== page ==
“The first thing I plan to do is reverse the course of the decisions of the past 2½ years,” Romney told The Des Moines Register in a telephone interview Monday.
    [...]
    Americans’ uncertainty about the economy has dominated Obama’s domestic agenda and threatens his re-election efforts. As the economy continues to send mixed signals, Obama has been traveling the country in recent weeks to highlight job-creation initiatives.[...]
    [...]
    Obama will visit the Alcoa Davenport Works today, which makes parts for the aircraft manufacturer Boeing Co.

    Boeing is embroiled in a dispute over allegations the company wants to move a Washington-based assembly line for its 787 airliner to a new nonunion factory in South Carolina in retaliation for past strikes in Washington.

    Romney on Monday took at swipe at the National Labor Relations Board, which launched a complaint against the aircraft manufacturer.

    “The decision slanted the field toward labor bosses, and that creates uncertainty,” said Romney, a former governor of Massachusetts. “We have to abide by the rule of law, and the president’s NLRB is carrying out a power grab which violates that principle.”

    Obama’s close relationship with “union bosses” threatens jobs, Romney said.

    “Boeing has been dealt a ruling which is favorable to the union bosses that helped elect president Obama, and by the president kowtowing to the union bosses, he puts at risk the jobs of American workers.”

    (emphasis added)

    Mitt Romney shakes hands at a rally with then- Iowa gubernatorial hopeful Terry Branstad. Romney provided mid-term campaign support for Branstad, his running mate Kim Reynolds (Lt. Gov) and other Iowan GOP candidates. October 25, 2010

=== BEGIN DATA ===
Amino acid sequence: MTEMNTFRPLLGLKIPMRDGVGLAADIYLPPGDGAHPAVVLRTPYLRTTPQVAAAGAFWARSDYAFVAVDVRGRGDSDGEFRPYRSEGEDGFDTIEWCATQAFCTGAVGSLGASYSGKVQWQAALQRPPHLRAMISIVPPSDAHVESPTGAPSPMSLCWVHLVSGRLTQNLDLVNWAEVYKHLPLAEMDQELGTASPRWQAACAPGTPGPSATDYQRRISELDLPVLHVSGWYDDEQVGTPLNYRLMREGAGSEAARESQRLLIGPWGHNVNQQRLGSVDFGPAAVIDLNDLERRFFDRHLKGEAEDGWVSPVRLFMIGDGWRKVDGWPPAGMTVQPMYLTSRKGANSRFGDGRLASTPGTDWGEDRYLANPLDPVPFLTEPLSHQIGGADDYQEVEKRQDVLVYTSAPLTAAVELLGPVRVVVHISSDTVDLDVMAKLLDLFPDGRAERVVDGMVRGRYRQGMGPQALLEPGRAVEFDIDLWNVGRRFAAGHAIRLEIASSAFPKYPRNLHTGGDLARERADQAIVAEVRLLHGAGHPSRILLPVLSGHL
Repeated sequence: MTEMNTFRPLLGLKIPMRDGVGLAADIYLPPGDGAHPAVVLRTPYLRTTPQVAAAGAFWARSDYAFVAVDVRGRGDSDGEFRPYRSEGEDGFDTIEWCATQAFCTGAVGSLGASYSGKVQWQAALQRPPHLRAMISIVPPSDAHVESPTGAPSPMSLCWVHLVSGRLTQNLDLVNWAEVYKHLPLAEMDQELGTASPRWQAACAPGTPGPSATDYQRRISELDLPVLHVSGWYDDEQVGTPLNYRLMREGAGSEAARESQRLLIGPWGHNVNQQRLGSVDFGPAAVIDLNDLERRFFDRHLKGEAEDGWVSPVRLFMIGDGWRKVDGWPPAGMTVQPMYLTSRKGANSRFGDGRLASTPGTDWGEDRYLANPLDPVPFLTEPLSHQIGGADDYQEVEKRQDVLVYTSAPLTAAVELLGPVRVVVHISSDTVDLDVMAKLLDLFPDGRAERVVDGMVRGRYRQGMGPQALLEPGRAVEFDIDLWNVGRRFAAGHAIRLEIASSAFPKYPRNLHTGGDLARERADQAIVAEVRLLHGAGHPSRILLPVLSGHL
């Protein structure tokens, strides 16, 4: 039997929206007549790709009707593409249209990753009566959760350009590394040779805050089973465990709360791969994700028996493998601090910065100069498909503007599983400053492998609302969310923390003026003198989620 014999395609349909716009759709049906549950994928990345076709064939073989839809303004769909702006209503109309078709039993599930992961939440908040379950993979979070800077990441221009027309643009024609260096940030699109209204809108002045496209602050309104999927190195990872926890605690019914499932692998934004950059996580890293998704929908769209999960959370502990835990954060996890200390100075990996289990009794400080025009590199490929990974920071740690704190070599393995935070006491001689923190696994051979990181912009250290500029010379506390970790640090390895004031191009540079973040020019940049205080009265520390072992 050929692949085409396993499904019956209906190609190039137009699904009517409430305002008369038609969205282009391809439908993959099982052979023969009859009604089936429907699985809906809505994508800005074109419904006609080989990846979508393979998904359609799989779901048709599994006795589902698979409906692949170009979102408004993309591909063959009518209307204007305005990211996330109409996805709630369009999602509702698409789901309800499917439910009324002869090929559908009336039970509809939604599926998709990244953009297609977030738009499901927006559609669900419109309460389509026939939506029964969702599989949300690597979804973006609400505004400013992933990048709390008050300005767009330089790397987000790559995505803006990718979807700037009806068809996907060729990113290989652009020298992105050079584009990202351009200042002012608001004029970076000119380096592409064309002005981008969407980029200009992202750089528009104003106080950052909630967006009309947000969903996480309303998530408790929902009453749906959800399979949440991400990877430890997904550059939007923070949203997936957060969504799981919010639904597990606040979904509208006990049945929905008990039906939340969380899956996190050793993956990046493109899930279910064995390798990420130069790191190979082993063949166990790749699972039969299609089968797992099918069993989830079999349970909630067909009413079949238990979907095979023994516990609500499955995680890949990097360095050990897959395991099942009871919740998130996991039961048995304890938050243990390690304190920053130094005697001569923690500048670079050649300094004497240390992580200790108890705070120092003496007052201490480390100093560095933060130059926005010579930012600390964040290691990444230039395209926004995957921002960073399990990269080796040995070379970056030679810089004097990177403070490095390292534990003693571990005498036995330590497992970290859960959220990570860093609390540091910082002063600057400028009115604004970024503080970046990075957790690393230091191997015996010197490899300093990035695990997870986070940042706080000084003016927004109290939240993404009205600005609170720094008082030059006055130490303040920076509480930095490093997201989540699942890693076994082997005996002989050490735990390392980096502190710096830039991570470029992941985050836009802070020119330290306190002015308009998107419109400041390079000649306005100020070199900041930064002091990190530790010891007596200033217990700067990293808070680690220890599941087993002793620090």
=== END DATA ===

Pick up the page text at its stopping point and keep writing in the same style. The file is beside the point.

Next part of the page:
Romney was asked if he would be back in Iowa before the August 11th debate:

    On Monday he said he doesn’t know if he’ll be here before the Aug. 11 debate because he’ll be outside the country and then on vacation for a week with his family.

    The Boston Globe reported last week that Romney will be in London to solicit campaign contributions from Americans abroad.

    A Des Moines Register Iowa Poll published Sunday shows Romney has a loyal core of supporters in Iowa, with 22 percent of likely Republican caucusgoers naming him as their top choice.

    Asked about the theory that if he doesn’t nurture that base, some followers will drift away and give his GOP opponents opportunity to build momentum in Iowa, Romney answered: “I will work hard to receive support from Iowa voters. I would like to have the support of people across the country and because Iowa is first, Iowa’s support means a great deal to me as I’m sure it would to anyone else, so I intend to be in Iowa and campaign.”

    Read more here.

    Added note: The poll conducted last week for the Des Moines Register showed Gov Romney with support from 23 percent of likely Iowa Republican caucus-goers.

    UPDATE

    To read related info from Romney: Believe in America click here.

    Is Iowa Predictive?

    If Iowans are representative of any Republicans east of the Mississippi or west of the Missouri Rivers a very important question was: “Regardless of whom you support now, do you think there is at least one Republican candidate in the field who can defeat Barack Obama?”

    The answer? 86 percent of those polled believe Obama is beatable by at least one of the GOP candidates already in the field.

    On the fiscal v social conservative axis, the poll found that 62 percent of Iowa Republicans think being a fiscal conservative is most important, while only 20 percent believe being a social conservative is more important.

    (emphasis added)

    ► Jayde Wyatt